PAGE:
Bridal and gift registries can be a profit center for retailers who are able to secure the all important word-of-mouth referral. However, establishing a well regarded and much-talked-about reputation is of course the difficult part. The key to this conundrum lies somewhere between catering to modern conveniences with a strong online presence and standing out from the big box stores with superior customer service.
The last 20 years have seen digital communication become an increasingly vital aspect to our lives. The area of weddings and all things bridal is no exception. Modern brides are selecting their wedding favors and pinning them on Pinterest for the world to see before they have even met their groom-to-be. The engagement is announced on Facebook rather than the local paper, and a dedicated website will most surely soon follow. When a couple goes to register for their bridal shower and wedding gifts they expect it to be as easy for their guests as clicking a link from the personal wedding website created by the couple for the special occasion.
"We did a manual paper system years and years ago when we first started. We've been doing registries for 25 years, and it's all online now," says Doug Huemoeller of Kitchen Window in Minneapolis, Minnesota. "We've partnered with a company called Your Gift Registry, and we use their digital interface for that, where customers can go to our website and then access those registry items .… Having that partner for that interface is the most important thing, so that people can have easy access."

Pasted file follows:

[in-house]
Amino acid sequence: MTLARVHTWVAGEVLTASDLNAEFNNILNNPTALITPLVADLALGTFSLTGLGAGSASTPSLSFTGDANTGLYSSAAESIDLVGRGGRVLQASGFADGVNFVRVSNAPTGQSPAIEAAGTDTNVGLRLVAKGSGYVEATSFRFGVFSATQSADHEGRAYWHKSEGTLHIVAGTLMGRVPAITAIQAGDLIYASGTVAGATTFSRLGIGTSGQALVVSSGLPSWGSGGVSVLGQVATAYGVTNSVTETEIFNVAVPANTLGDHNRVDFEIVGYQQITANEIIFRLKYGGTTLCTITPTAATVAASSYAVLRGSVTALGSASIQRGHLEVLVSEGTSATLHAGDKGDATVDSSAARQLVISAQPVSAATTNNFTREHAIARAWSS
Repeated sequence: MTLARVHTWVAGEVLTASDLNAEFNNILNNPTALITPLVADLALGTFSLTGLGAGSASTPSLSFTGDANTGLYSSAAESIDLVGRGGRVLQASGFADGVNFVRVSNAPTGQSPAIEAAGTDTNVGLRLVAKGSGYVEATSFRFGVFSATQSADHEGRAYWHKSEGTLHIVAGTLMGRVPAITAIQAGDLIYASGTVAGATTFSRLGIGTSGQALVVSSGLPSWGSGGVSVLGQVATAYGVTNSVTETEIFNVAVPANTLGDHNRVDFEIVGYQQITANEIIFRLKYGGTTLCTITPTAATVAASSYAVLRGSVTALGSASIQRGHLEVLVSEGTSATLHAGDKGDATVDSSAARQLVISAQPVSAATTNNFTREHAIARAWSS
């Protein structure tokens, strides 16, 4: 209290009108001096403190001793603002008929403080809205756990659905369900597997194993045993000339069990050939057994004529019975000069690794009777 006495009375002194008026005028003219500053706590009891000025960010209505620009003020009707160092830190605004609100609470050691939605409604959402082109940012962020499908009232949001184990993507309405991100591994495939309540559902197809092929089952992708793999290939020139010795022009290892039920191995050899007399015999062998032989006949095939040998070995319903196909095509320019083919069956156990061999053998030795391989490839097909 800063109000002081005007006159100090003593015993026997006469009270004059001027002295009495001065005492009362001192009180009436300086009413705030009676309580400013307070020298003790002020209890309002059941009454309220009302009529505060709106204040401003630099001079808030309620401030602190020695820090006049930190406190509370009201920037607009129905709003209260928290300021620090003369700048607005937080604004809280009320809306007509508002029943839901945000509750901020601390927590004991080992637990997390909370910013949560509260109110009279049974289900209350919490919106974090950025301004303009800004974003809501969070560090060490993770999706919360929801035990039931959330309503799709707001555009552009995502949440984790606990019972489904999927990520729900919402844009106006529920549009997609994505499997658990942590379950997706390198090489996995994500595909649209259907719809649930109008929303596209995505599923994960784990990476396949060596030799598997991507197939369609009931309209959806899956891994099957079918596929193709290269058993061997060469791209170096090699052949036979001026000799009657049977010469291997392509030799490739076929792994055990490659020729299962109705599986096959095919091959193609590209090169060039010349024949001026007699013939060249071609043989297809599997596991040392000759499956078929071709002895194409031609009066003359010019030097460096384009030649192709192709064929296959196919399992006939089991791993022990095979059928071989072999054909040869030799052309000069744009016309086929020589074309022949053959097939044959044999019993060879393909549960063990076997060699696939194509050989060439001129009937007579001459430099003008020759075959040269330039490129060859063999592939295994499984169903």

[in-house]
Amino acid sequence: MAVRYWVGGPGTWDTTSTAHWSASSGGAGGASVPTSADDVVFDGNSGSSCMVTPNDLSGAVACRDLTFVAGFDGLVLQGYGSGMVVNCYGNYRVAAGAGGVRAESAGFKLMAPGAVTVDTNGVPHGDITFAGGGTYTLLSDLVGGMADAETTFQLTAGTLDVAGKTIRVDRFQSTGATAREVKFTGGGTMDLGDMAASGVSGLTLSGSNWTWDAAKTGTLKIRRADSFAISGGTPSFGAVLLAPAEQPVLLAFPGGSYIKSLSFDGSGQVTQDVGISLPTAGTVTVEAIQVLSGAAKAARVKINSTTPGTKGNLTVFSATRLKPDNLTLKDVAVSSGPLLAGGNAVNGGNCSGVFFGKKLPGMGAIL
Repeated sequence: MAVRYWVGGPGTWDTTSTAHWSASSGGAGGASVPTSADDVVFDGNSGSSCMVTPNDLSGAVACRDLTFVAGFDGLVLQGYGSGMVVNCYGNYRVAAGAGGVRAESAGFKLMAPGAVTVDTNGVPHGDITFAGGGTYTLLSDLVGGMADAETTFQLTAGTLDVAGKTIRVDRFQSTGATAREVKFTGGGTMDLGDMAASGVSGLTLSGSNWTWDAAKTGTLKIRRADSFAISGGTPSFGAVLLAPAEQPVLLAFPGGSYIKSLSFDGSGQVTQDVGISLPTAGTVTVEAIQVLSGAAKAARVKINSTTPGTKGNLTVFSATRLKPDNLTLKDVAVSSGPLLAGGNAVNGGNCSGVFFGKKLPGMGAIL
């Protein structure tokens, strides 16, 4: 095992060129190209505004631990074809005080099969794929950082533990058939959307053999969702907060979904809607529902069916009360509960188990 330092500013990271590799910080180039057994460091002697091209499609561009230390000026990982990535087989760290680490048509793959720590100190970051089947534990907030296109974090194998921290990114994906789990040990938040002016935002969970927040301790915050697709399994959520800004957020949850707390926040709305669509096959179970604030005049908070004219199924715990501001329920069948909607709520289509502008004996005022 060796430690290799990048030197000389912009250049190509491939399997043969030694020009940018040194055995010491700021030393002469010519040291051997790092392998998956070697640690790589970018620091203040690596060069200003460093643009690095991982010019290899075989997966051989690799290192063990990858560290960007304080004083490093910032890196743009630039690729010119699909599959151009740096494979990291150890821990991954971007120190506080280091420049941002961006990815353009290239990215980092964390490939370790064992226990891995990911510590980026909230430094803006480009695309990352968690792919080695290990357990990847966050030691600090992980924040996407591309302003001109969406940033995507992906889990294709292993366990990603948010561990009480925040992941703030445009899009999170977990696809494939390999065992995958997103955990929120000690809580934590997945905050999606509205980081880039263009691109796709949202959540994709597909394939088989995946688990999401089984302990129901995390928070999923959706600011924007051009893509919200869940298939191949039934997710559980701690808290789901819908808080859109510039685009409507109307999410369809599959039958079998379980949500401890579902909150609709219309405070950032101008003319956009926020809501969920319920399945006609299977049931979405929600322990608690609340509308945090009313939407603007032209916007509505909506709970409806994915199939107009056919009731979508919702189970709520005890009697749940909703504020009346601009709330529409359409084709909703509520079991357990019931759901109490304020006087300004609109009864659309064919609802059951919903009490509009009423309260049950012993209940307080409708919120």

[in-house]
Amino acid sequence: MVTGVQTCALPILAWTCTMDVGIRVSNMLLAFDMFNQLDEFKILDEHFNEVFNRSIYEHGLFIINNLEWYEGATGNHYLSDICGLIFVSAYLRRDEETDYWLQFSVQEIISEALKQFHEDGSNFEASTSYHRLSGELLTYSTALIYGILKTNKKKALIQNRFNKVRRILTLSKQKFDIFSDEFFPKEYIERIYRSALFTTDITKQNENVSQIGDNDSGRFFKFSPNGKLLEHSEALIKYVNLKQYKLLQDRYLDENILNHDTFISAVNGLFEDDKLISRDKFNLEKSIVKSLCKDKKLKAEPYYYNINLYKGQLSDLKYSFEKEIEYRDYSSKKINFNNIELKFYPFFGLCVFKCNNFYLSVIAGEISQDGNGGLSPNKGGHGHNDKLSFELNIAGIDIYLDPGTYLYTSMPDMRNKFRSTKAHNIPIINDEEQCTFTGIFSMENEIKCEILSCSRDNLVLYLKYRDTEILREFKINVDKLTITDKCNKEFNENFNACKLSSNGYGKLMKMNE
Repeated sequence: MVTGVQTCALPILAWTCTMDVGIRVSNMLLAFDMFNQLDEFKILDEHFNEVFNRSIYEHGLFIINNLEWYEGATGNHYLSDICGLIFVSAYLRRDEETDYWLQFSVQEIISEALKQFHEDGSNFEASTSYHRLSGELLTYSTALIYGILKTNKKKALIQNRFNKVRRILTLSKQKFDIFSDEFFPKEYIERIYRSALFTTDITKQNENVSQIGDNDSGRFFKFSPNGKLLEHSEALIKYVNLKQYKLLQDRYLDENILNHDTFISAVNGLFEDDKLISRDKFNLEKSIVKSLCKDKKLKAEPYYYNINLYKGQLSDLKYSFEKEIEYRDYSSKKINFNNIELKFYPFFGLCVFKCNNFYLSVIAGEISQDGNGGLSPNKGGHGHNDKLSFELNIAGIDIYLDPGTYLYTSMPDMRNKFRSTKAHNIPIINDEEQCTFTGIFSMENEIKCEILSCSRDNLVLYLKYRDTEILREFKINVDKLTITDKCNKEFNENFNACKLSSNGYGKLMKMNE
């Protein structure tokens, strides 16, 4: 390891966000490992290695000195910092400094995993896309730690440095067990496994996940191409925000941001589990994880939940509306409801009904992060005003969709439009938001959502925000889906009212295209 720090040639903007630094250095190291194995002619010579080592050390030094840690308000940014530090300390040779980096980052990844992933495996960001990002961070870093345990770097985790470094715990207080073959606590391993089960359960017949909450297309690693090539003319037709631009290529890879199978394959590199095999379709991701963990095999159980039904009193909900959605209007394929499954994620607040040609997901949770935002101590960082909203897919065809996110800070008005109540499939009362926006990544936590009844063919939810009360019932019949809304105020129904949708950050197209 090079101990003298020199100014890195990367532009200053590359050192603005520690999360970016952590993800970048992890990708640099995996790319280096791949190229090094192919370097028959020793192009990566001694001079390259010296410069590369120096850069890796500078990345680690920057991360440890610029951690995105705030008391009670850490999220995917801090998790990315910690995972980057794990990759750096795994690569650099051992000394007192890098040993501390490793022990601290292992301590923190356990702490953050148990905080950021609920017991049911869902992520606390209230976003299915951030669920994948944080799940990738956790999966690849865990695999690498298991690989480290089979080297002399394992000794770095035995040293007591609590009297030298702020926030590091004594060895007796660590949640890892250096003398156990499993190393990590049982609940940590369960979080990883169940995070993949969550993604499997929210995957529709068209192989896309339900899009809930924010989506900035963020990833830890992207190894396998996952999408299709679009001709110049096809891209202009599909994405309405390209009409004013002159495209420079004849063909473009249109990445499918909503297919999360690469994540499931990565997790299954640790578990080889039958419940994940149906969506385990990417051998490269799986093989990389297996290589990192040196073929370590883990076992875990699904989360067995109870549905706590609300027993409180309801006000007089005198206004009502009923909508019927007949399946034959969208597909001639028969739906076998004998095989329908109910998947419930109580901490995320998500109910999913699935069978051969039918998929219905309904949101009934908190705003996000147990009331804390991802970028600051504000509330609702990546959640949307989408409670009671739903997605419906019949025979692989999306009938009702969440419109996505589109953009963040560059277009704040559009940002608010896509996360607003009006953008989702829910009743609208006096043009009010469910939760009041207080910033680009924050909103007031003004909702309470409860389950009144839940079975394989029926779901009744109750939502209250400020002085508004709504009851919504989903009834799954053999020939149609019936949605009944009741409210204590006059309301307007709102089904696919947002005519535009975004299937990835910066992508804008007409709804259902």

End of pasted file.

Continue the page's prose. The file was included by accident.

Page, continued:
Your Gift Registry offers wedding and gift registry solutions to independent retailers by handling the data entry and online portion of the gift registry process after customers have selected items in person in the store. Guests may then access the list online to browse or make purchases that are fulfilled through the retailer. Such access is especially important when factors like out-of- state weddings are taken into consideration. In 2013, destinations weddings accounted for 24 percent of all weddings, according to TheKnot.com 2013 Real Weddings Study.